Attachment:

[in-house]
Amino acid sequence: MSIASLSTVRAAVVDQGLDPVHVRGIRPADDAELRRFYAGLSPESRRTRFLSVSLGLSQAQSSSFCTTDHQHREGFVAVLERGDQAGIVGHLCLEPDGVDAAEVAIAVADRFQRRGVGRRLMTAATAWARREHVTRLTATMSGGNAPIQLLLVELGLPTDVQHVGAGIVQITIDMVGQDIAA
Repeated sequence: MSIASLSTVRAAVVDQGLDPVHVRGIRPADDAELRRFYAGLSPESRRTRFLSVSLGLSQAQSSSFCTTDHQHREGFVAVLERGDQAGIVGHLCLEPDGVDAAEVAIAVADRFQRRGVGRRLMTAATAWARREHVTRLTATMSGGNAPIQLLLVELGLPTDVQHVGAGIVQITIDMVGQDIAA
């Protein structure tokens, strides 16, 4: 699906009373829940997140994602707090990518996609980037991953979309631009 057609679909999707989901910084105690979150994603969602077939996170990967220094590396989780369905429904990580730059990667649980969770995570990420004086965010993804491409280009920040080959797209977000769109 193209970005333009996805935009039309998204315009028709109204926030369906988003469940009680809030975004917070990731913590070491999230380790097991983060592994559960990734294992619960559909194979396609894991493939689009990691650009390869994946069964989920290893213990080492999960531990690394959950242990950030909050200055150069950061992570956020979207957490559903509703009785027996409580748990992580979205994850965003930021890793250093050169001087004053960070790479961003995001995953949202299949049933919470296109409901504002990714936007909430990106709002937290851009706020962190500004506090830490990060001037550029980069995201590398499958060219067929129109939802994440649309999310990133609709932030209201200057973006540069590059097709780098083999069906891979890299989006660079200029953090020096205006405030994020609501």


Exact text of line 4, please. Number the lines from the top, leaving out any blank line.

């Protein structure tokens, strides 16, 4: 699906009373829940997140994602707090990518996609980037991953979309631009 057609679909999707989901910084105690979150994603969602077939996170990967220094590396989780369905429904990580730059990667649980969770995570990420004086965010993804491409280009920040080959797209977000769109 193209970005333009996805935009039309998204315009028709109204926030369906988003469940009680809030975004917070990731913590070491999230380790097991983060592994559960990734294992619960559909194979396609894991493939689009990691650009390869994946069964989920290893213990080492999960531990690394959950242990950030909050200055150069950061992570956020979207957490559903509703009785027996409580748990992580979205994850965003930021890793250093050169001087004053960070790479961003995001995953949202299949049933919470296109409901504002990714936007909430990106709002937290851009706020962190500004506090830490990060001037550029980069995201590398499958060219067929129109939802994440649309999310990133609709932030209201200057973006540069590059097709780098083999069906891979890299989006660079200029953090020096205006405030994020609501």